May a better translation would be - I need to get into the refrigerator. Context: You go to a party. The beer is in the refrigerator. Someone is standing in front of the refrigerator. You say- Excuse me. I need to get into the refrigerator. Com licença. Eu preciso entrar a geladeira.
Well, "precisar de" with or without an additional verb is used in Portuguese outside of Brazil, that includes Portugal (and some places inside Brazil too). :)
But, in Portugal (and probably all those other Portuguese speaking places in Asia and Africa) it would be:
- Eu preciso de entrar no frigorifico
Because "geladeira" is not used outside of Brazil. :)
Oh and, "gelado" for ice cream whether Italian-style or not, can be bought at a "gelataria" here too and always has been. Well, for some reason there were few, if any, ice cream parlors in Portugal when I arrived (nor laundromats) but now there has been an explosion of *them (none of them gluten-free because of the way they pack the cones).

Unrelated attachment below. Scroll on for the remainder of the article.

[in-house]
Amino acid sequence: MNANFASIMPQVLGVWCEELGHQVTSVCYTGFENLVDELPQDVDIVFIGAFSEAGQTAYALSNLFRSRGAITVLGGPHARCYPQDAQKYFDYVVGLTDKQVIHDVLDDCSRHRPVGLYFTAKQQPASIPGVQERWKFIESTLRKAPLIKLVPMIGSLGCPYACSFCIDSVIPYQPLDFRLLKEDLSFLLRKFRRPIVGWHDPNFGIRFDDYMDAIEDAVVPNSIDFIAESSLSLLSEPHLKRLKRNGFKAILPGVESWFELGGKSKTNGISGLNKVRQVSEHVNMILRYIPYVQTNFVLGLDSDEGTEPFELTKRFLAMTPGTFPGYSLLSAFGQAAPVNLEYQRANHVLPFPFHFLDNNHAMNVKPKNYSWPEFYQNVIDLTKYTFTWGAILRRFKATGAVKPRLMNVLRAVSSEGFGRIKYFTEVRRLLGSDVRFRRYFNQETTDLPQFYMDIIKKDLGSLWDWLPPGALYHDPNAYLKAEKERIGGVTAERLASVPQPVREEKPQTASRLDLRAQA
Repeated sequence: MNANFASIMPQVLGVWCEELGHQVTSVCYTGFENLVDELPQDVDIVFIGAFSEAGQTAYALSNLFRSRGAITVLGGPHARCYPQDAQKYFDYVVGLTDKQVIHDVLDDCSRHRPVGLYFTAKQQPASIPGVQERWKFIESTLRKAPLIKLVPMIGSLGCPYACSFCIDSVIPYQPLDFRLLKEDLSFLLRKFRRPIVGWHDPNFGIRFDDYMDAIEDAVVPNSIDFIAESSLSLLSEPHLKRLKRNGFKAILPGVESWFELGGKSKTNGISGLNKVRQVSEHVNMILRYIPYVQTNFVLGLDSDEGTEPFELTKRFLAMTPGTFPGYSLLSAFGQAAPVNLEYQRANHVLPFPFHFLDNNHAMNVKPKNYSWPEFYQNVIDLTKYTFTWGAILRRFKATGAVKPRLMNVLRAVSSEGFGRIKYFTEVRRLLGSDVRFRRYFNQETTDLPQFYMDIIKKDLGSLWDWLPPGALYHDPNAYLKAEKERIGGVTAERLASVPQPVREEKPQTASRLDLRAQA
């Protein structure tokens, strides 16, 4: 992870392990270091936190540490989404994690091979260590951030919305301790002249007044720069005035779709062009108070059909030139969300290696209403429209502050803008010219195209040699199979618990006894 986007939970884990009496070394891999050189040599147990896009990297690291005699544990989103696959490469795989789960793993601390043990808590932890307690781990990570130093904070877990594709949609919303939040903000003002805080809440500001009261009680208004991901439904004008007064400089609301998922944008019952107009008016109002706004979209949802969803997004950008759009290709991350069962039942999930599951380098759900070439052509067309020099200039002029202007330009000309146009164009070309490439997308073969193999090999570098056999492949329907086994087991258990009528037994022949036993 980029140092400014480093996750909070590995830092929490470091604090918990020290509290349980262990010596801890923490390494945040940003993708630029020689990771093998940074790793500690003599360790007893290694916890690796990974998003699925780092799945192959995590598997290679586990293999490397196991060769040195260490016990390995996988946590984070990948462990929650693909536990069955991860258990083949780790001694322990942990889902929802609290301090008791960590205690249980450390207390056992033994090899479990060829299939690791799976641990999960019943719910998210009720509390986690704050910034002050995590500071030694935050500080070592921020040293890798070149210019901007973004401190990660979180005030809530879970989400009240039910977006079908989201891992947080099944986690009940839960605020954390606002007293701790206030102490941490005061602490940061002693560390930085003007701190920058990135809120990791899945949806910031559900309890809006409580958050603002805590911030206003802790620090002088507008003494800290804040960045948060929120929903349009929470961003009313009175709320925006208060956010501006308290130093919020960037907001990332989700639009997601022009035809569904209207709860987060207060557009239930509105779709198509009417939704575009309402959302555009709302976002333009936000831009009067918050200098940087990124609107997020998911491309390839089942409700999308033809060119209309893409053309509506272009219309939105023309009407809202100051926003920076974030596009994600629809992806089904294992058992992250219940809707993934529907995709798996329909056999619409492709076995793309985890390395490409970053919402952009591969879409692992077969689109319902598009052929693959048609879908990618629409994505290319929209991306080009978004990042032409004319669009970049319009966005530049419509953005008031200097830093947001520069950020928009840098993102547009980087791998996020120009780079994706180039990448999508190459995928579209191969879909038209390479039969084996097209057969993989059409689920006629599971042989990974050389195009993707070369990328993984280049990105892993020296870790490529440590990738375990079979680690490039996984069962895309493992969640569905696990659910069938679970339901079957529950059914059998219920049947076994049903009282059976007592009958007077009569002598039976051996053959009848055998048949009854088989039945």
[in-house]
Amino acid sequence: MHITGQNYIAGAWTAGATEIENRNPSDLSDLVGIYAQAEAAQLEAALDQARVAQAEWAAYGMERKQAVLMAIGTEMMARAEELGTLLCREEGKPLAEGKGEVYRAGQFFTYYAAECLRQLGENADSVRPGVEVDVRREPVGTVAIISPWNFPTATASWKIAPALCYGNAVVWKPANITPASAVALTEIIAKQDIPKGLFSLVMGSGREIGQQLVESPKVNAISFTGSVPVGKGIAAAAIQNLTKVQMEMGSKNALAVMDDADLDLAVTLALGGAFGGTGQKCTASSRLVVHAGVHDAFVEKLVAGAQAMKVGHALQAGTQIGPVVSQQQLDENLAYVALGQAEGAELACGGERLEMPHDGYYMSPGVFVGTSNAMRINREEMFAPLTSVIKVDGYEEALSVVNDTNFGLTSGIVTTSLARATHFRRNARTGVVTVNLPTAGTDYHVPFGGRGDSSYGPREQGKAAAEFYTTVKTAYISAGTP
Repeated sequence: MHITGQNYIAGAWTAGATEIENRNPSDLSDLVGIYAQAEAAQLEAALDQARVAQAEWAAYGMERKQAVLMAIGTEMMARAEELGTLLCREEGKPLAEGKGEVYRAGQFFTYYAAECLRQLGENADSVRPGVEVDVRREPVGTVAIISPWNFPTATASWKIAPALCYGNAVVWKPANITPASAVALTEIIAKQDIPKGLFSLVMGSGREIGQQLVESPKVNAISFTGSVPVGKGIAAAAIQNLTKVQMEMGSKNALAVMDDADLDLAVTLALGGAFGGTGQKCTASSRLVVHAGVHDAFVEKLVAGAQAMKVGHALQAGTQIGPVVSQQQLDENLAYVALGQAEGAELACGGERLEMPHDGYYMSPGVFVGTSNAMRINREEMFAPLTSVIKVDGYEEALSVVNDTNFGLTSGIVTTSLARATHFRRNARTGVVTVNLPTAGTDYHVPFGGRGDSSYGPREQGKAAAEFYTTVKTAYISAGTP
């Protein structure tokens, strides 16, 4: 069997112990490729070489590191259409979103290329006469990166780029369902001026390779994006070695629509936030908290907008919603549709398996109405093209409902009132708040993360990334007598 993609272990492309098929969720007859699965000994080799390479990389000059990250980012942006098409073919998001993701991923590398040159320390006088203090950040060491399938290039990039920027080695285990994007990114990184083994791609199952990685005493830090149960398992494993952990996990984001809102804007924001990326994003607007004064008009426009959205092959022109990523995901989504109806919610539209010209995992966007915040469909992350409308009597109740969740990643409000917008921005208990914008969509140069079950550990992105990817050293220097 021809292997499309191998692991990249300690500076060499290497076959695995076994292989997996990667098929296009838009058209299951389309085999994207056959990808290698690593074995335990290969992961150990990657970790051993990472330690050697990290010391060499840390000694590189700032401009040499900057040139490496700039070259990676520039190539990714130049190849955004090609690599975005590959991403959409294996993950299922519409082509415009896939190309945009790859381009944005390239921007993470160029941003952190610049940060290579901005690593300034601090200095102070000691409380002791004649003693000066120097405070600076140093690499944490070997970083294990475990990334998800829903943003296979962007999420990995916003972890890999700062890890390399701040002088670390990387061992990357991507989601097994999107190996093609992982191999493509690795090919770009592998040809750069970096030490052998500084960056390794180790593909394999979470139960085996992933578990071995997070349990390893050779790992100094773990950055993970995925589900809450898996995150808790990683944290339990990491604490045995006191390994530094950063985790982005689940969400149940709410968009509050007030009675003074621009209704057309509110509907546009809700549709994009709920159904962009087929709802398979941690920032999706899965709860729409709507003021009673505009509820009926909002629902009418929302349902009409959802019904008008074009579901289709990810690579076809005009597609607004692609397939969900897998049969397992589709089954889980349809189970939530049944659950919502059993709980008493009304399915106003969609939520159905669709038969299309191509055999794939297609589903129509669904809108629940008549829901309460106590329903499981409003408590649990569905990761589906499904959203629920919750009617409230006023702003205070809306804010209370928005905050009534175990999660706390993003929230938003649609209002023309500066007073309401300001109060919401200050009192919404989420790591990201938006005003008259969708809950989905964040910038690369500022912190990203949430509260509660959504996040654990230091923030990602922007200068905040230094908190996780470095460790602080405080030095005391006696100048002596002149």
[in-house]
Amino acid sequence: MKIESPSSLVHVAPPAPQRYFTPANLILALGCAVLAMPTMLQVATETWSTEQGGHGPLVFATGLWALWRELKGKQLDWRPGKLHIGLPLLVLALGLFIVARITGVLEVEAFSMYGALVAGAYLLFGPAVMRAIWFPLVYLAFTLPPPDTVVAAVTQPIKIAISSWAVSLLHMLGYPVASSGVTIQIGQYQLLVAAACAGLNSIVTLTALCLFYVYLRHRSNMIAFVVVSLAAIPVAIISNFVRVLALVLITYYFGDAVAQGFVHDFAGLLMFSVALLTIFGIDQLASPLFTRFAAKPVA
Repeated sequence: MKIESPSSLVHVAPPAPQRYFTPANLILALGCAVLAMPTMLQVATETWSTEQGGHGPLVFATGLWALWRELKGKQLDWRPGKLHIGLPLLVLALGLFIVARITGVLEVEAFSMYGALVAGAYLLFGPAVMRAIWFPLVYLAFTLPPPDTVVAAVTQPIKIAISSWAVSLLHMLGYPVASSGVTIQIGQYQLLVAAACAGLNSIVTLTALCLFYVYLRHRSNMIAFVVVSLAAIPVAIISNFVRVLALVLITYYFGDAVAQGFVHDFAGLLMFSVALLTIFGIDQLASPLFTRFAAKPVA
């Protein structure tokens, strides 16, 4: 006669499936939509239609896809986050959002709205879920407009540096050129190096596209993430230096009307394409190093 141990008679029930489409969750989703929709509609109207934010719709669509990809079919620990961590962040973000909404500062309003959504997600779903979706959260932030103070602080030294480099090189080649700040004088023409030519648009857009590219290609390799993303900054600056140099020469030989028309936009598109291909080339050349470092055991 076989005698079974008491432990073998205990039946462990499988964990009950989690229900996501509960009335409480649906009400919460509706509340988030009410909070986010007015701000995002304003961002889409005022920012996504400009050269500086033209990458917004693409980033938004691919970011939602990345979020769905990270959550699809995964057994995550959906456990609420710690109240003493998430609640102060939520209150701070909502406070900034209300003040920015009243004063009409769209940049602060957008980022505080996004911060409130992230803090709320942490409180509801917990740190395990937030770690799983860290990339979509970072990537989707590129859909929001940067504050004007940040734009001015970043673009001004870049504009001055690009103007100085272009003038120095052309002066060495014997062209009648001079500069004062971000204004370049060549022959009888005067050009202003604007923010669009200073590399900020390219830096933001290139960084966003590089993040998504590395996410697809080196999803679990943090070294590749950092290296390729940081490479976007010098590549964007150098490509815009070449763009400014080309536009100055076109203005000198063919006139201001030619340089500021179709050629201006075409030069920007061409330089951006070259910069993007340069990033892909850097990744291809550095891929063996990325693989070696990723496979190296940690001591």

Sorvete/tia to me always reminds me of the Canadian word for napkin, "serviette". Interestingly enough, the Brazilian words come from the Italian, "sorbetto" which in English is sherbet (from the Turkish form).
However, "gelato" was a fancy – way more expensive – ice cream craze in the US for a while.
Gelato in its modern form is credited to the Italian chef Francesco Procopio dei Coltelli who in the late 1600s opened his “Café Procope” in Paris and introduced gelato at his café, earning notability first in Paris and then in the rest of Europe. Thanks to his gelato, Procopio not only obtained French citizenship, but also received an exclusive royal licence issued by the Sun King Louis XIV, making him at the time the sole producer of the frozen dessert in the kingdom.
*Laundromats too. Everywhere now! Indeed one just opened in the store space below where I live... SO NOISY! :( :(
"=P" almost looks like "EP" ;D
The best I have seen so far is EP vs BP or EU PT vs BR PT. They are both definitely Portuguese, but they are different enough that the rules for one are not always the rules for the other.
Well, and I am not so keen on giving the language a masculine bent. Língua Brasileira... :)
I keep commenting though, even if it annoys the BP loyalists because Duolingo says it wants to teach Portuguese to those in Africa but BP is not the form they need to learn. So it's nice if they can find the exceptions in the comments at least...